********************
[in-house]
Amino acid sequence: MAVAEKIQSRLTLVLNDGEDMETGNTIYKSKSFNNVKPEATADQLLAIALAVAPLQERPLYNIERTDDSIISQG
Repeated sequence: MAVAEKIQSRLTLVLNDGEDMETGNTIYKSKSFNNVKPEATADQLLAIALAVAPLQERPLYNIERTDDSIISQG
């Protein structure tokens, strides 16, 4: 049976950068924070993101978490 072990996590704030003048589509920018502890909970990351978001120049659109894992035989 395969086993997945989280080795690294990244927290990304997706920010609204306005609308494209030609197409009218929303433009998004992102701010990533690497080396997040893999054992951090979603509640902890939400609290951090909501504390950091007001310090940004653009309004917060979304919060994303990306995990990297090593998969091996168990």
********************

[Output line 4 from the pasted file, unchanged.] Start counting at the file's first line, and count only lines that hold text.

């Protein structure tokens, strides 16, 4: 049976950068924070993101978490 072990996590704030003048589509920018502890909970990351978001120049659109894992035989 395969086993997945989280080795690294990244927290990304997706920010609204306005609308494209030609197409009218929303433009998004992102701010990533690497080396997040893999054992951090979603509640902890939400609290951090909501504390950091007001310090940004653009309004917060979304919060994303990306995990990297090593998969091996168990």